CONCLUSIONS: As ever, Ford's five-door Focus hatchback combines space efficiency and versatility with frugal fuel use. In top-level Titanium trim it adds upscale comfort and available conveniences.
2016 Ford Focus 5-Door Hatchback Titanium
Base Price $ 23,725
Price As Tested $ 27,650
Engine Type dual overhead cam aluminum alloy inline 4-cylinder with direct fuel injection and variable cam phasing on both camshafts
Engine Size 2.0 liters / 122 cu. in.
Horsepower 160 @ 6500 rpm
Torque (lb-ft) 146 @ 4450 rpm
Transmission 6-speed automated dual-clutch
Wheelbase / Length 104.3 in. / 171.7 in.
Curb Weight 3043 lbs.
Pounds Per Horsepower 19.0
Fuel Capacity 12.4 gal.
Fuel Requirement 87 octane unleaded regular gasoline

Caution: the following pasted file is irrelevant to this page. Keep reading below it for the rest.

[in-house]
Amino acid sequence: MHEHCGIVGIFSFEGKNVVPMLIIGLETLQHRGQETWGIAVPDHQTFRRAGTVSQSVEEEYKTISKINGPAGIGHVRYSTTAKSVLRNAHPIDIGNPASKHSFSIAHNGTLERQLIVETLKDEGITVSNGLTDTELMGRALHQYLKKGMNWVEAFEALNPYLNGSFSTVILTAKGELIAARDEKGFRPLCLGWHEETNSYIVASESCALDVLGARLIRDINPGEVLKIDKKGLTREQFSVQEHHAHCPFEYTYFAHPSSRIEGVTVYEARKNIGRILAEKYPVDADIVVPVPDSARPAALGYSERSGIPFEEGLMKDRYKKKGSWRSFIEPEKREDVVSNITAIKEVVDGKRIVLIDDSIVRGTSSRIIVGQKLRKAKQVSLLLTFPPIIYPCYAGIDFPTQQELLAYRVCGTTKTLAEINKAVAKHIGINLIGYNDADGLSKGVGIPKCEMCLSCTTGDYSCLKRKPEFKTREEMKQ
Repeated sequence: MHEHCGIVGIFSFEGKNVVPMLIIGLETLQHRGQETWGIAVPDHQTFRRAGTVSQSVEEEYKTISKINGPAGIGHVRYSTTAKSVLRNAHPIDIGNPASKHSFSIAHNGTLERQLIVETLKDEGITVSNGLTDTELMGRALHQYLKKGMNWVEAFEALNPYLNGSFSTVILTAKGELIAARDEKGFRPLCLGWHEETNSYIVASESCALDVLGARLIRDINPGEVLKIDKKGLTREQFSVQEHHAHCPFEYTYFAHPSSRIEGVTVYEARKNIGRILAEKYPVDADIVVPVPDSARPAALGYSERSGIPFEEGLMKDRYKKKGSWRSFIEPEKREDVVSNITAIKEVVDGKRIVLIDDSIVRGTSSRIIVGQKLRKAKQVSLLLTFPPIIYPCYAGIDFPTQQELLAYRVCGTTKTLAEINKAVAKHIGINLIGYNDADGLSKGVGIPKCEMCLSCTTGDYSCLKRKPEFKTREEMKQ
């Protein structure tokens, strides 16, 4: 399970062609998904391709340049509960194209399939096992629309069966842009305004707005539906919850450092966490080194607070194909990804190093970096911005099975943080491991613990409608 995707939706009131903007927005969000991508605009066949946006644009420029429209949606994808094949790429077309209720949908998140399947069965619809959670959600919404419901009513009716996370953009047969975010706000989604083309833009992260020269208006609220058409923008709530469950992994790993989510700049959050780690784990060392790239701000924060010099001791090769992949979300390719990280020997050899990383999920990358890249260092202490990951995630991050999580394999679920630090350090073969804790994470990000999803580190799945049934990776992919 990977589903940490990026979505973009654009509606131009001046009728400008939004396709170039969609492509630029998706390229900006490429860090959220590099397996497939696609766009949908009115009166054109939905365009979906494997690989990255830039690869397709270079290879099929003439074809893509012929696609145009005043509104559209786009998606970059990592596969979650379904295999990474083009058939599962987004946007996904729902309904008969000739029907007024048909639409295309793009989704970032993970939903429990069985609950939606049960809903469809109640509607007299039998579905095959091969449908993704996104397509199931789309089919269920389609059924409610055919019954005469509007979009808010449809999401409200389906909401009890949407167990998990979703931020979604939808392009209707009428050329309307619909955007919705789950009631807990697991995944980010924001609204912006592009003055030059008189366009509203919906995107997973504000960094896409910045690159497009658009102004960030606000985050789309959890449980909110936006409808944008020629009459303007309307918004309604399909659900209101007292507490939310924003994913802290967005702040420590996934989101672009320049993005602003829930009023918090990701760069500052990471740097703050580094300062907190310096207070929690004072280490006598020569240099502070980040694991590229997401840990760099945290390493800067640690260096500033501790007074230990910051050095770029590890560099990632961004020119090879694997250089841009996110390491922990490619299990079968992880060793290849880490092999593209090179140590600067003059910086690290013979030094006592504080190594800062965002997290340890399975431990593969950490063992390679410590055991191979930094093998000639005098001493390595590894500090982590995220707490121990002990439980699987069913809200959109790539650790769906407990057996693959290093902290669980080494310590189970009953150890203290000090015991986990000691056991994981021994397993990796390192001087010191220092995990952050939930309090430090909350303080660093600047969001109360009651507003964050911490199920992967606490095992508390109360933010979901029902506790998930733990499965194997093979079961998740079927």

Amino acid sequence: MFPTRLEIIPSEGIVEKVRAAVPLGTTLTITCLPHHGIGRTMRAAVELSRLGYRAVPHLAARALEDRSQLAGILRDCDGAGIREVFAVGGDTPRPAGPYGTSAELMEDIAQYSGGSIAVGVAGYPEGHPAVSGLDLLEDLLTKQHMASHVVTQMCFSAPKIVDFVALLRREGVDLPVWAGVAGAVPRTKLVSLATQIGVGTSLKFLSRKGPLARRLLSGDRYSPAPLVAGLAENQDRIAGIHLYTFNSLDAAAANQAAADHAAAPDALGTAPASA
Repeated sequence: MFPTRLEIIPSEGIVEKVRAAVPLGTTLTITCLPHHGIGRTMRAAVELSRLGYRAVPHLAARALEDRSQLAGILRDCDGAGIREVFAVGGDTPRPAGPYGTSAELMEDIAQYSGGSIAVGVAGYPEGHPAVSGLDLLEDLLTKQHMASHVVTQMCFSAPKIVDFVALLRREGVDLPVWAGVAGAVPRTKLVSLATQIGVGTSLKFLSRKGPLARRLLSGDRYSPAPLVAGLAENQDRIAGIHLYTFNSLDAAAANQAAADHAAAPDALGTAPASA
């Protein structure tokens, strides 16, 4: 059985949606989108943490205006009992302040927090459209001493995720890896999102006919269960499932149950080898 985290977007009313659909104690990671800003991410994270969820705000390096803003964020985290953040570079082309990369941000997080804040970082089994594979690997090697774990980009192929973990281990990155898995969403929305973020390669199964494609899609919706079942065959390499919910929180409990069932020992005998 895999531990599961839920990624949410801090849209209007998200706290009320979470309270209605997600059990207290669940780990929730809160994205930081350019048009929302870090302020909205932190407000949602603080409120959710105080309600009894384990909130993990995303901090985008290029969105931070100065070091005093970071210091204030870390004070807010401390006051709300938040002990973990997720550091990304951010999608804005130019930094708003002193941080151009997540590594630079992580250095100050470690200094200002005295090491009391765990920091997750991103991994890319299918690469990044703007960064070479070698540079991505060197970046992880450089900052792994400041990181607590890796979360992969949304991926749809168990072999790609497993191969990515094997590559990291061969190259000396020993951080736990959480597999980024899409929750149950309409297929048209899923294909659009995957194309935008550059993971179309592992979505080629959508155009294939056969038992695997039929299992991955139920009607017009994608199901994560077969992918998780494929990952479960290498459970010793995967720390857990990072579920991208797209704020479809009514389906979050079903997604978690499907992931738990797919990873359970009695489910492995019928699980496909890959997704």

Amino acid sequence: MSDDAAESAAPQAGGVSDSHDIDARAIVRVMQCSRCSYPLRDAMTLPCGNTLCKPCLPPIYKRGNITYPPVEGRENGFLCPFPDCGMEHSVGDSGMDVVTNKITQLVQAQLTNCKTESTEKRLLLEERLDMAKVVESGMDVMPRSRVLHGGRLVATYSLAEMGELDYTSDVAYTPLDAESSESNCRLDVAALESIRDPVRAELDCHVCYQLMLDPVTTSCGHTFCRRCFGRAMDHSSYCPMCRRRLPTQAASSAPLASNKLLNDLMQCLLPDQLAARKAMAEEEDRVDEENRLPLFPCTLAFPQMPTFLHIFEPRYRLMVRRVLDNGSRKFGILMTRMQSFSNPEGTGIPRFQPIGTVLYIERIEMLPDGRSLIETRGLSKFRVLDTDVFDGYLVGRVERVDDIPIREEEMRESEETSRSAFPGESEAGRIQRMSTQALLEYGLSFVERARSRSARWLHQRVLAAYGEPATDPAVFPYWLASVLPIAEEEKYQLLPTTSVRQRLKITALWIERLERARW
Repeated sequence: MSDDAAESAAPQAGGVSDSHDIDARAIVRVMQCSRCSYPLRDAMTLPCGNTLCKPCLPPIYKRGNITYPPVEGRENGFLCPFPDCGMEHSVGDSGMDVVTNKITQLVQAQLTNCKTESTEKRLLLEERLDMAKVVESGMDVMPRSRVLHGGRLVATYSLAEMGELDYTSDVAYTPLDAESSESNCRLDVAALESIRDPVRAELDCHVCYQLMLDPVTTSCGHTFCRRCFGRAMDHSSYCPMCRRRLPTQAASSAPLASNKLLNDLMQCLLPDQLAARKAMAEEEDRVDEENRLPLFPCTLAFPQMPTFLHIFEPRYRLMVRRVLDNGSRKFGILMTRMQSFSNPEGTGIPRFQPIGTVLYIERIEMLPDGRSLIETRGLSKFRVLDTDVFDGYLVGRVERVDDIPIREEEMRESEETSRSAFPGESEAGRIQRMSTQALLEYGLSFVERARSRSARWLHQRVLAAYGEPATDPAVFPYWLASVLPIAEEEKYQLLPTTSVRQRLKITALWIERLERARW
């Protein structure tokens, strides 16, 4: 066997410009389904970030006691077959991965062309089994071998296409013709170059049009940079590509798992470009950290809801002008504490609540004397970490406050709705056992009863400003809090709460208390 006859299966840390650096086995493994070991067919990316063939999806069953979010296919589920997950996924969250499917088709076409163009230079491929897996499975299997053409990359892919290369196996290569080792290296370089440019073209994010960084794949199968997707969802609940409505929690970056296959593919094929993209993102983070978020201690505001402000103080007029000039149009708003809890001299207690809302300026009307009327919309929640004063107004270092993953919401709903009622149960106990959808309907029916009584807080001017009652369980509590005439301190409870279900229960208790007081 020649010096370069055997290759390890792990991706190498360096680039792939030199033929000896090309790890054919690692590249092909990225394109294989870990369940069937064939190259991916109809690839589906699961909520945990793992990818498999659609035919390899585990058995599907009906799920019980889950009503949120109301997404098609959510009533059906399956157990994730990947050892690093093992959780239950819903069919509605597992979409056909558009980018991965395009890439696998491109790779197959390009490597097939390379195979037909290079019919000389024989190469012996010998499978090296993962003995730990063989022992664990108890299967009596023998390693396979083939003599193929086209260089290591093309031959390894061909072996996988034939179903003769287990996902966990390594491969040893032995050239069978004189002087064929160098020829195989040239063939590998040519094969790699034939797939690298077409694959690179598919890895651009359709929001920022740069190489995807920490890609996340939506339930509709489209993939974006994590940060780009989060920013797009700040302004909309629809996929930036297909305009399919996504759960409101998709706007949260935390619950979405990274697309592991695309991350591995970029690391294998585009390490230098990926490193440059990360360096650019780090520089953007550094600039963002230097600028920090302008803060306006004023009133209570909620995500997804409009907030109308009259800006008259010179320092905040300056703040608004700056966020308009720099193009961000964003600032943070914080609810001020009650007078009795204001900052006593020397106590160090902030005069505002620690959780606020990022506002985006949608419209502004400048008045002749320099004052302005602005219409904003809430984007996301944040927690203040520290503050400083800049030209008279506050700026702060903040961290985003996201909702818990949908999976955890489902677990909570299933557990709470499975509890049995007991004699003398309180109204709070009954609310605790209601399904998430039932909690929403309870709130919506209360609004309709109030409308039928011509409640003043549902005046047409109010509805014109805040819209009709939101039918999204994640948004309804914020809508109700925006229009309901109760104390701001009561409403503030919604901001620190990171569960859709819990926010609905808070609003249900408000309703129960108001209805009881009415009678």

Tires 235/40 ZR18 95W Pirelli PZero Nero all-season (opt)
Brakes, front/rear vented disc / solid disc, ABS standard
Suspension, front/rear independent MacPherson strut / independent Control Blade SLA (multilink) Drivetrain transverse front engine, front-wheel drive
EPA Fuel Economy - miles per gallon city / highway / observed 26 / 38 / 27
0 to 60 mph est 8 sec
OPTIONS AND CHARGES
18" premium aluminum alloy wheels with high-performance all-season tires $ 625
Technology Package -- includes: BLIS with Cross-Traffic Alert, Lane-Keeping Alert $ 795
Cold-Weather Package -- includes: all-weather floor mats, heated steering wheel $ 195
Voice-Activated Navigation $ 795
Active Park Assist $ 395
Exterior Protection Package $ 245
Destination Charge $ 875